Tech bellwether Infosys appeared optimistic but cautious about future business prospects at its recently held 29th AGM. "We are not ignoring the threat of highly leveraged economies", Mr Murthy stated. Indian IT has significant exposure to Europe. This is however restricted to stable economies in UK, Germany and France. Exposure to the troubled PIGS nations is thankfully limited.

Indian companies are now getting used to the extreme swings in currencies, first with the dollar and now the euro. Infosys, which has always had the strongest operating margins among its peers, hopes to maintain them at current levels. It may even cut costs if necessary. We are still positive on this industry due to its strong fundamentals, however we do expect a slowdown in growth v/s its earlier sunshine levels.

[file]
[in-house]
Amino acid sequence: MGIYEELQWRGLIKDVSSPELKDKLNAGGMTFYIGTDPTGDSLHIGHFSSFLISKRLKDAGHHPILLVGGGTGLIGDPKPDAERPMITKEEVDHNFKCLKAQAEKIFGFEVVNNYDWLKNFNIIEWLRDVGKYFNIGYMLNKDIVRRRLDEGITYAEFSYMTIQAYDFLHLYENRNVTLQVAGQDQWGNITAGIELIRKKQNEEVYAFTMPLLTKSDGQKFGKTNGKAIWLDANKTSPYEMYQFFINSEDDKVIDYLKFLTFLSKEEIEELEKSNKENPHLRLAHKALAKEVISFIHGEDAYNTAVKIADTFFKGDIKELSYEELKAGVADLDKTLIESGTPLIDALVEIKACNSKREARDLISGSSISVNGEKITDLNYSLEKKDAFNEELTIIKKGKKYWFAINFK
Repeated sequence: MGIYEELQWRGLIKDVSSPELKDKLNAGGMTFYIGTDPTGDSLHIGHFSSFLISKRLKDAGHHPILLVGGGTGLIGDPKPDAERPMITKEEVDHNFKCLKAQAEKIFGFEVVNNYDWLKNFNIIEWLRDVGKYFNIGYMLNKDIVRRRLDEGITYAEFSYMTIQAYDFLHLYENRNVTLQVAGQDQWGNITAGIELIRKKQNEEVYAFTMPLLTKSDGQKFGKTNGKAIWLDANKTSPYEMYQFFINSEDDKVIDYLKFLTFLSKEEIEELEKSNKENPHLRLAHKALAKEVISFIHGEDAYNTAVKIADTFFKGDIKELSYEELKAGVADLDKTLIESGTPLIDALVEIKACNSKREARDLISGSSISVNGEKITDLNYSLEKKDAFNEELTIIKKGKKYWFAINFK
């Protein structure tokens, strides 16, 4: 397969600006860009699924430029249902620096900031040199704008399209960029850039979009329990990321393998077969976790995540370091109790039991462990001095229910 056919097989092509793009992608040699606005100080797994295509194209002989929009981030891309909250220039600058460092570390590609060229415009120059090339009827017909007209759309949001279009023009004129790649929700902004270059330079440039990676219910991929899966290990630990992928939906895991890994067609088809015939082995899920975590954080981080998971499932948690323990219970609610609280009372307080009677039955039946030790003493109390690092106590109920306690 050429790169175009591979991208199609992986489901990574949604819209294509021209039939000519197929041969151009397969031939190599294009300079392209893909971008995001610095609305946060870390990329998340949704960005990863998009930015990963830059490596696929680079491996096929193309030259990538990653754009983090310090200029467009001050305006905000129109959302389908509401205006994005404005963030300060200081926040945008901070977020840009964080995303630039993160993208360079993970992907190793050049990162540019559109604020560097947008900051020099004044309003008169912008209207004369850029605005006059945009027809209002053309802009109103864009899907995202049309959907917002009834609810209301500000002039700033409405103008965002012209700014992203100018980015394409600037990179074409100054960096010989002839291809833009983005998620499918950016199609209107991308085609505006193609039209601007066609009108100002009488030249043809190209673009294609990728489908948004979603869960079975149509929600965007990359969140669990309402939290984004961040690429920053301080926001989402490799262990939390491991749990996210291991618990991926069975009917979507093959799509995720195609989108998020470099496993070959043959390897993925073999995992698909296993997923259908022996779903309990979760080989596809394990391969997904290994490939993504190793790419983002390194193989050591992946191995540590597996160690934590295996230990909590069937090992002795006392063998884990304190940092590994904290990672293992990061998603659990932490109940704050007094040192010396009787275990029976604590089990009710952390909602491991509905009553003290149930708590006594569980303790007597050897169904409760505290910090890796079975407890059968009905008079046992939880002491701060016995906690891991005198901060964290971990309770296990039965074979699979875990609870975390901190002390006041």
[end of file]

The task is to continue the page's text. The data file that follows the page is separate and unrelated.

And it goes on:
Meanwhile, the Indian indices witnessed a fresh buying interest during the afternoon session as the BSE-Sensex was trading around 230 points higher at the time of writing. Heavyweights like Infosys, Reliance and HDFC Bank were seen driving a major portion of the index's gains. Meanwhile, most of Asia closed in the positive territory today whereas Europe is also trading in the positive territory currently.

 Today's investing mantra
"To thrive as a value investor, you have to risk being called a dummy from time to time." - Christopher Browne

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1 Responses to "One of the biggest lies of our times"


Jun 14, 2010

The word inflation by itself says that something is blown out. Prices are certainly an indication.
But as mentioned in your newsletter, misdirection is happening.
Though people can be confused for sometime with technical blaw-blaw, soon people will feel the danger of the blown out costs.